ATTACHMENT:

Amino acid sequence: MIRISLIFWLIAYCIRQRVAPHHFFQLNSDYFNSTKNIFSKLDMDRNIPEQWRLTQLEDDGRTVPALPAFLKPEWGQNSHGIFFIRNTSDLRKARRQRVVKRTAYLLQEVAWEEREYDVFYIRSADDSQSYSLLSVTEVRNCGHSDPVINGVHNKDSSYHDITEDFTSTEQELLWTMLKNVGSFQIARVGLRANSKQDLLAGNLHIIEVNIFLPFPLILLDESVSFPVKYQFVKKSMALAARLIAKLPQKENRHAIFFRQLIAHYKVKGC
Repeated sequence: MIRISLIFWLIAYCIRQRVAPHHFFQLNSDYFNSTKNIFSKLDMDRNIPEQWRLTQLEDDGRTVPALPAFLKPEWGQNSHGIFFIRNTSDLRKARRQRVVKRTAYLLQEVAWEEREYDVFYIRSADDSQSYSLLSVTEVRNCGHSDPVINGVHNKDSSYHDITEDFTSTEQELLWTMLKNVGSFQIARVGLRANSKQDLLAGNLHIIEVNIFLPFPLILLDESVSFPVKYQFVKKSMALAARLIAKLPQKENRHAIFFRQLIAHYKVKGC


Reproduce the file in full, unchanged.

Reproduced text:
Amino acid sequence: MIRISLIFWLIAYCIRQRVAPHHFFQLNSDYFNSTKNIFSKLDMDRNIPEQWRLTQLEDDGRTVPALPAFLKPEWGQNSHGIFFIRNTSDLRKARRQRVVKRTAYLLQEVAWEEREYDVFYIRSADDSQSYSLLSVTEVRNCGHSDPVINGVHNKDSSYHDITEDFTSTEQELLWTMLKNVGSFQIARVGLRANSKQDLLAGNLHIIEVNIFLPFPLILLDESVSFPVKYQFVKKSMALAARLIAKLPQKENRHAIFFRQLIAHYKVKGC
Repeated sequence: MIRISLIFWLIAYCIRQRVAPHHFFQLNSDYFNSTKNIFSKLDMDRNIPEQWRLTQLEDDGRTVPALPAFLKPEWGQNSHGIFFIRNTSDLRKARRQRVVKRTAYLLQEVAWEEREYDVFYIRSADDSQSYSLLSVTEVRNCGHSDPVINGVHNKDSSYHDITEDFTSTEQELLWTMLKNVGSFQIARVGLRANSKQDLLAGNLHIIEVNIFLPFPLILLDESVSFPVKYQFVKKSMALAARLIAKLPQKENRHAIFFRQLIAHYKVKGC